Blackhawks coach Joel Quenneville called it “one of the greatest relief performances you'll ever see.” Stepping in for starter Corey Crawford after the Hawks had fallen behind 3-0 in the opener of their first round series against  the Predators, Darling stopped all 42 shots he faced, including 23 in extra time, to lead Chicago to a stunning 4–3 win in double OT. The highlight of the night was this outstanding stop. Darling was dead to rights when Ellis got the puck in the low slot, but flung himself left to right and jammed his foot against the post, denying a sure goal.

3. Andrew Shaw’s heads-up play

For a moment there in Game 2 of the Western finals, it looked like Shaw had scored one of the greatest goals in playoff history. The feisty winger was parked in front of Frederik Andersen when a rebound popped high in the air off the Anaheim goaltender. Boxed in, Shaw reacted the only way he could: by leaping into the air and heading the puck soccer style into the net at 8:47 of the second overtime period. But as athletic as Shaw was, the goal call on the ice was overturned by the NHL War Room, which cited Rule 78.5 (i) that calls for the disallowing of a goal when “the puck has been directed, batted or thrown into the net by an attacking player other than with a stick.” Still awesome though, right? And the Blackhawks eventually beat the Ducks, 3–2, on a legal tally by Marcus Kruger at 16:12 of the third OT.

2. Anaheim’s three goals in 37 seconds

Further proof that a hockey game’s never over until it’s over. The Ducks appeared dead in the water after Toews and Brent Seabrook had staked the Hawks to a 3–1 third period lead in Game 4 of the Western finals. Then Ryan Kesler cut the lead to one, Matt Beleskey tied it up and Corey Perry staked the Ducks to a lead, all in a 37-second span that was the second-fastest outburst in playoff history. You’ve never heard the United Center so quiet.

1. Duncan Keith dominates Game 6 of the West finals


No telling yet who’ll win the Conn Smythe Trophy, but this was the game that made Keith the clear favorite. At a point in the series when (almost) everyone assumed he’d start feeling the effects of Anaheim’s physical assault, the Blackhawks star led his team back from the brink of elimination with an unforgettable performance. He set up each of Chicago’s first three goals but made his biggest play in the defensive end, sweeping aside a Clayton Stoner shot just before it crossed the goal line after squeaking through Corey Crawford’s pads and securing the Blackhawks’ 5-2 win over the Ducks. “He's a freak,” Chicago coach Joel Quenneville said after the game.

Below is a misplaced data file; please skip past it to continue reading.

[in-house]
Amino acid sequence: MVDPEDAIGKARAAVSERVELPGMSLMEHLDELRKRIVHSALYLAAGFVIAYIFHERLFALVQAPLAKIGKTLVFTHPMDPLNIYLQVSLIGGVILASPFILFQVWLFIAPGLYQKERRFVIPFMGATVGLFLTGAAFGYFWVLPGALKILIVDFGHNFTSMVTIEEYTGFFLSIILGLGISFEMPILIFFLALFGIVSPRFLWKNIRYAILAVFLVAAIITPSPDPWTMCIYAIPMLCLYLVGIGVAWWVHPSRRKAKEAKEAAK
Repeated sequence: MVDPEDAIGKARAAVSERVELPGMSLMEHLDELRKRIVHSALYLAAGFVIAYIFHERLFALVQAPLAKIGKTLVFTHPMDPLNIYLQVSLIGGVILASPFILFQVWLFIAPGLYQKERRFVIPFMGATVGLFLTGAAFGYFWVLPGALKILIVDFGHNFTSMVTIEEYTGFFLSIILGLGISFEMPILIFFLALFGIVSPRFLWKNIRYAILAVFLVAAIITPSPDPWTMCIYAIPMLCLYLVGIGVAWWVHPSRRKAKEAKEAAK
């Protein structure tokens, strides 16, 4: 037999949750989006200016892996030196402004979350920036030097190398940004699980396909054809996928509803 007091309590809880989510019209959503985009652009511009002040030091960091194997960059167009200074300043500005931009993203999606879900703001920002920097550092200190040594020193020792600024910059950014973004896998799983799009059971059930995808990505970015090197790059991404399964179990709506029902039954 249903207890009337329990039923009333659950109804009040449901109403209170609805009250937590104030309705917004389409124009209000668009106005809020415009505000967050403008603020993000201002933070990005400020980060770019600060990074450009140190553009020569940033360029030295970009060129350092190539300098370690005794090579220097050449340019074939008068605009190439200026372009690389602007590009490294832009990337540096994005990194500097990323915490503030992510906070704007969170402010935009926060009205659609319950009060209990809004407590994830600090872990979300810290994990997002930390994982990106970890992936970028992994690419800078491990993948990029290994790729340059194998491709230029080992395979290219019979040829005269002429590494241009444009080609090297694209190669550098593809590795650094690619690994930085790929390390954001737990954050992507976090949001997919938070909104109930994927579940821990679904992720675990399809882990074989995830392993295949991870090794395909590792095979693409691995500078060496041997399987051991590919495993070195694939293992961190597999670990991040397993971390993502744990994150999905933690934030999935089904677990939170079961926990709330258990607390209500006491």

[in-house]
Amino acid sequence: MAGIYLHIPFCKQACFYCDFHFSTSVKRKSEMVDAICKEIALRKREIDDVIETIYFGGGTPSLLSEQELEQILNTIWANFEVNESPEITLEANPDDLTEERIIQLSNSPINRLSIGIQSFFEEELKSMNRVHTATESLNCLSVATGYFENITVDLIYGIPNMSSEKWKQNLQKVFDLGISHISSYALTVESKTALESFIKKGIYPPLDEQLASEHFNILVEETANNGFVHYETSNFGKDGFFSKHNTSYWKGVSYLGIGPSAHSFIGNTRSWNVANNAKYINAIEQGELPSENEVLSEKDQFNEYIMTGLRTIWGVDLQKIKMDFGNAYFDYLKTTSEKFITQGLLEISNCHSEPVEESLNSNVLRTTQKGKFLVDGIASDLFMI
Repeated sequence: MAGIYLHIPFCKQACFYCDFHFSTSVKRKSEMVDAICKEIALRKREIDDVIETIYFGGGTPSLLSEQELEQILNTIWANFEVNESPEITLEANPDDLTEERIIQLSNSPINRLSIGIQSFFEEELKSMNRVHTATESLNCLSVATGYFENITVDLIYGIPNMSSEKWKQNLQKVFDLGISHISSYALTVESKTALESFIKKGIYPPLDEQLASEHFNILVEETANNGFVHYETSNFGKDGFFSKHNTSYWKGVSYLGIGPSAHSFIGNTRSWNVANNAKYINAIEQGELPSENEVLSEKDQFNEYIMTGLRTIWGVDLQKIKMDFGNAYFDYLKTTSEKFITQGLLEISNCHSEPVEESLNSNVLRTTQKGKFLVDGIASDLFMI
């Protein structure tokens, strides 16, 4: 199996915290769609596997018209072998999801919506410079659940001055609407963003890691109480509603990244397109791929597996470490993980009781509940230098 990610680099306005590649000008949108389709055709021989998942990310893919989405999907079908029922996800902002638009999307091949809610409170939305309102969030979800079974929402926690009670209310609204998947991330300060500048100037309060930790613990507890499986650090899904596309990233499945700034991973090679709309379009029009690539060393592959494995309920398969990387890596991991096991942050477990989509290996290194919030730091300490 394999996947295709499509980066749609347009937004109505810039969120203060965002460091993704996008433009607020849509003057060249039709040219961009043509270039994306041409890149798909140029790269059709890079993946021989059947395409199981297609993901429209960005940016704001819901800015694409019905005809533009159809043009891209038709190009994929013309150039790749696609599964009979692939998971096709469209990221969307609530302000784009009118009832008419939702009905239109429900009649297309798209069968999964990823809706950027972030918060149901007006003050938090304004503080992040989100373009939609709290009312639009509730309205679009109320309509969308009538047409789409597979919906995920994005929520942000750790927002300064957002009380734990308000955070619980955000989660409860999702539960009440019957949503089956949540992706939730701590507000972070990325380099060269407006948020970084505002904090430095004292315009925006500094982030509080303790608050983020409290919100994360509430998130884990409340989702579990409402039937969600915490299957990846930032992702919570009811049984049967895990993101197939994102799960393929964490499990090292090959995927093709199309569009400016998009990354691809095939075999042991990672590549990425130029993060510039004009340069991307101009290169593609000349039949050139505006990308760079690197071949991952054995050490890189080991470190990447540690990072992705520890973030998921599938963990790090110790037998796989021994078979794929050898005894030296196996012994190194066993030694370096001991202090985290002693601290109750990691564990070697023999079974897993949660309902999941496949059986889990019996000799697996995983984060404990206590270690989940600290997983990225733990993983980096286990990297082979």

The numbers game

Despite another Game 7 loss, there is plenty of optimism for the Ducks

• The Stanley Cup finals will be the first ever postseason meeting between the Lightning and the Blackhawks. Five playoff series so far have featured teams that had not previously faced each other in postseason play.

• Neither the Blackhawks nor the Lightning have held a lead in games for more than one-third of their total playing time during this postseason (Chicago: 31.1%; Tampa Bay: 29.8%). The Lightning have have actually trailed in playoff games for more total time (33.8%) than they have been ahead.

• ​ More than half of this year's postseason games (50 of 83, 60.2%) have been tied or within a goal entering the final five minutes of regulation. More than a third (29 of 83, 34.9%) have featured a comeback win, including six by multiple goals. Thirteen of those comebacks occurred in the third period, and eight go-ahead goals have been scored in the final five minutes of regulation, including four in the last 60 seconds.

Hot links

Rangers’ Mats Zuccarello unable to speak for 3 days after fracturing skull

• This is the story of a man who started out wanting to be a lawyer and ended up coaching a Stanley Cup finalist.

• Will a salary cap crunch put an end to Chicago's incredible run as one of the league's best? Don't bet on it, writes Elliotte Friedman in this week's 30 Thoughts column.

• After again falling short of the Stanley Cup, the Rangers have to consider their options. Should trading Rick Nash be one of them?

• Here's how the Anaheim Ducks can get past their severe case of stage fright.

• Two years ago, Kyle Wellwood nearly died in a freak on-ice accident during an AHL game. This morning, he’s a Memorial Cup champion. Again.

• This long-form piece on a Stanley Cup winner who left the NHL to become the player he always wanted to be is one of the best things you'll read this month. Promise.